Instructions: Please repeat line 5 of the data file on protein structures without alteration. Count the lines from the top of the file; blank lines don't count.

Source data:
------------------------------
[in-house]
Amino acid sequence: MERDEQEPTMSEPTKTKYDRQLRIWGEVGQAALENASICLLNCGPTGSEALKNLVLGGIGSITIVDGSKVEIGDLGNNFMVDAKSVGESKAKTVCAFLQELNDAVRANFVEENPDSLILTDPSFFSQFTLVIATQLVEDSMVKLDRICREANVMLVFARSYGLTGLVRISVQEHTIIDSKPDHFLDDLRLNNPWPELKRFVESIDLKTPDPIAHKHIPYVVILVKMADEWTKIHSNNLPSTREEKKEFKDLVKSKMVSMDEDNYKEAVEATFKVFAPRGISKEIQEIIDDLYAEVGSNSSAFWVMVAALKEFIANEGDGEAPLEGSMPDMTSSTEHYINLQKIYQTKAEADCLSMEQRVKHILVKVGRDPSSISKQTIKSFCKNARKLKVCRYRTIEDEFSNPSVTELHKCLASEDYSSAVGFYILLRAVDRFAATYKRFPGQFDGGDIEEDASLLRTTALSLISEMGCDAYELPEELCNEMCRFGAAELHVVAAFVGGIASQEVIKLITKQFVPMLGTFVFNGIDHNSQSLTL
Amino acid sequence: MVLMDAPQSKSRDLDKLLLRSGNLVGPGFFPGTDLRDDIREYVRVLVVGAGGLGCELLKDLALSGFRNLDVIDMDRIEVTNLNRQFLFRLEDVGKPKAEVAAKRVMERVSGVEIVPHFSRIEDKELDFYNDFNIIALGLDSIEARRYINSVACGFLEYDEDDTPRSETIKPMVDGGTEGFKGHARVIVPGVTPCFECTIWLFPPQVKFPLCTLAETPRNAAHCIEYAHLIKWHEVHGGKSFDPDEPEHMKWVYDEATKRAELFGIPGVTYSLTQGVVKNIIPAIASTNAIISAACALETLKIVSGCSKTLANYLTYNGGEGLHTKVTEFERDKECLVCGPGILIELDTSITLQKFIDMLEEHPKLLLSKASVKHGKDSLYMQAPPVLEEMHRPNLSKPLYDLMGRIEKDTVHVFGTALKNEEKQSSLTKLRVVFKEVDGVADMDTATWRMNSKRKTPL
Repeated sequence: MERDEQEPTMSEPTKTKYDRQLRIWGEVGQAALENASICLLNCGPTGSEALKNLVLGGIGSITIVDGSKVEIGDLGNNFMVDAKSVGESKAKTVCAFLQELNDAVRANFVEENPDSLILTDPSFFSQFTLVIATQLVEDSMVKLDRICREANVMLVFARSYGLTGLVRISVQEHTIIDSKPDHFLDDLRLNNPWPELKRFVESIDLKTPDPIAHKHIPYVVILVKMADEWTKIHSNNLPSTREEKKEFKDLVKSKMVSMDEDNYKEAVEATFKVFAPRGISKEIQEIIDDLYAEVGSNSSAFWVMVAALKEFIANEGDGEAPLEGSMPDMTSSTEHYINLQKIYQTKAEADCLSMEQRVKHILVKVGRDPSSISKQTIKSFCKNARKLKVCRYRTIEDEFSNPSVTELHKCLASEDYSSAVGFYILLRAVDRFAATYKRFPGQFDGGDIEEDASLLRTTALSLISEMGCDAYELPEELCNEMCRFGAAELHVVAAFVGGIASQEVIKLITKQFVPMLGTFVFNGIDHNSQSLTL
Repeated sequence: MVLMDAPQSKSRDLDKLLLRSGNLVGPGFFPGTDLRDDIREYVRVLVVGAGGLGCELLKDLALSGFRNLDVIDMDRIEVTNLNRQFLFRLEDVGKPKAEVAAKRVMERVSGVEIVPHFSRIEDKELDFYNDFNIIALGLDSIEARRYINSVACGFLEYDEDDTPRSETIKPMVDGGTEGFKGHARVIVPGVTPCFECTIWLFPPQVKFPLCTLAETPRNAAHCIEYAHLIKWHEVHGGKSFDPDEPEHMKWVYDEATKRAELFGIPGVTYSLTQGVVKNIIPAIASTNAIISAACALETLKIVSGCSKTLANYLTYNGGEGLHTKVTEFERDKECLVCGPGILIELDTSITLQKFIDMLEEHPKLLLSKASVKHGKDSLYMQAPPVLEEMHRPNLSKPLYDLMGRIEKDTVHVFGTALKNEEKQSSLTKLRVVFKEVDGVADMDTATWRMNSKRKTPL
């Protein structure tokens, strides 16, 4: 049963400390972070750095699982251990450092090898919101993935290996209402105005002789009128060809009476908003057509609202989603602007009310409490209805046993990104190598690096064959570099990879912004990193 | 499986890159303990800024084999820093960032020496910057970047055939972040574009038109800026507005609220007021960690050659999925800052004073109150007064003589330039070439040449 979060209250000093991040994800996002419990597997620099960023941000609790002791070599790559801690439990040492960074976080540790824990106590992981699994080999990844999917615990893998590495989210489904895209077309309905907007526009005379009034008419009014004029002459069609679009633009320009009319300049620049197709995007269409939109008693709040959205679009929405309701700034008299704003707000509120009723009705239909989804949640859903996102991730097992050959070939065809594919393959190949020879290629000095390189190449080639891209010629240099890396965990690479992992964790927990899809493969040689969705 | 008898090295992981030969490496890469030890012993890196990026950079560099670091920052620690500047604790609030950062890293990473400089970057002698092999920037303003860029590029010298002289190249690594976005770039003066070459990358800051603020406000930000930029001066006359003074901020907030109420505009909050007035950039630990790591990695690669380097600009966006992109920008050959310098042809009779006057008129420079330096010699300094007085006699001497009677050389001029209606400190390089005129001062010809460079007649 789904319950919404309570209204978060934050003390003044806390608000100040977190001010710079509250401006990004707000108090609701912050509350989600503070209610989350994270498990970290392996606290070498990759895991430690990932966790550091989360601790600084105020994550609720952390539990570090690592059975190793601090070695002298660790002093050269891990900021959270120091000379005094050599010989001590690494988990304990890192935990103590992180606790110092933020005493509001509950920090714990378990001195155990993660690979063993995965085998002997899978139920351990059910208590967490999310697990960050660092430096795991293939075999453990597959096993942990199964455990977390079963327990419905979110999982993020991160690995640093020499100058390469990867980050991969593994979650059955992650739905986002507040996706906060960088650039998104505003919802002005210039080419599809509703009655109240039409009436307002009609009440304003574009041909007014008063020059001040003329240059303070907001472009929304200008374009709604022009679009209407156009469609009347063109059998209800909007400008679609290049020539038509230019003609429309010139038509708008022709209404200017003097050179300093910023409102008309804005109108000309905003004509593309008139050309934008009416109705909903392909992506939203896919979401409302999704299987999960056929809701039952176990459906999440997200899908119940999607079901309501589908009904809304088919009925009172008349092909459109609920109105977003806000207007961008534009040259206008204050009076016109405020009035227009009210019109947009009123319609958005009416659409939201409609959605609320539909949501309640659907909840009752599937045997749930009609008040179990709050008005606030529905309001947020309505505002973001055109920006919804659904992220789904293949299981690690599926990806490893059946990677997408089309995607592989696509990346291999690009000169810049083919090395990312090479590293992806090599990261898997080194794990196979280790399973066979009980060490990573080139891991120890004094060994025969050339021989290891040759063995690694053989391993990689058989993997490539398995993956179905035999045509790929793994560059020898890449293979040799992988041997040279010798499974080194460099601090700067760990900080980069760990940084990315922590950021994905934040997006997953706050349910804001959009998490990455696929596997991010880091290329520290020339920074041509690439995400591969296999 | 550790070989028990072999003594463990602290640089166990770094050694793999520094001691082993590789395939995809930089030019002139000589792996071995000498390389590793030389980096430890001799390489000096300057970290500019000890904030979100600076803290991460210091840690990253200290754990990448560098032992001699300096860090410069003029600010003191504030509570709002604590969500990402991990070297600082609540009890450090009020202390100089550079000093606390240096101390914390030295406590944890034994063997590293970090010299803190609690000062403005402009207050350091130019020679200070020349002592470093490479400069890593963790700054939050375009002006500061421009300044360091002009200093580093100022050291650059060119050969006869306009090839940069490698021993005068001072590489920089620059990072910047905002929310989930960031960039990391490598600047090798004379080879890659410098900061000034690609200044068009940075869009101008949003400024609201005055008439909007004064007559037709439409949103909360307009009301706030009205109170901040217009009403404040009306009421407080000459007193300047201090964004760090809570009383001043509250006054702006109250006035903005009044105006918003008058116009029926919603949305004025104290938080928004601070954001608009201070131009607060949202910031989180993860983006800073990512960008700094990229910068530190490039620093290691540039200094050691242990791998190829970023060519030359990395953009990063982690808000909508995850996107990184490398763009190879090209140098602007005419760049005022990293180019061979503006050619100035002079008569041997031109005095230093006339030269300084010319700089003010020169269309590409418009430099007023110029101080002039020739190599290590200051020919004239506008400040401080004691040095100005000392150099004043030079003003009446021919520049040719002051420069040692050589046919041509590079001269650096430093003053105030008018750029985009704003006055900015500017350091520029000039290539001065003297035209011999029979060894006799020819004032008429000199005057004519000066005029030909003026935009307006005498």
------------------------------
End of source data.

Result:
Repeated sequence: MVLMDAPQSKSRDLDKLLLRSGNLVGPGFFPGTDLRDDIREYVRVLVVGAGGLGCELLKDLALSGFRNLDVIDMDRIEVTNLNRQFLFRLEDVGKPKAEVAAKRVMERVSGVEIVPHFSRIEDKELDFYNDFNIIALGLDSIEARRYINSVACGFLEYDEDDTPRSETIKPMVDGGTEGFKGHARVIVPGVTPCFECTIWLFPPQVKFPLCTLAETPRNAAHCIEYAHLIKWHEVHGGKSFDPDEPEHMKWVYDEATKRAELFGIPGVTYSLTQGVVKNIIPAIASTNAIISAACALETLKIVSGCSKTLANYLTYNGGEGLHTKVTEFERDKECLVCGPGILIELDTSITLQKFIDMLEEHPKLLLSKASVKHGKDSLYMQAPPVLEEMHRPNLSKPLYDLMGRIEKDTVHVFGTALKNEEKQSSLTKLRVVFKEVDGVADMDTATWRMNSKRKTPL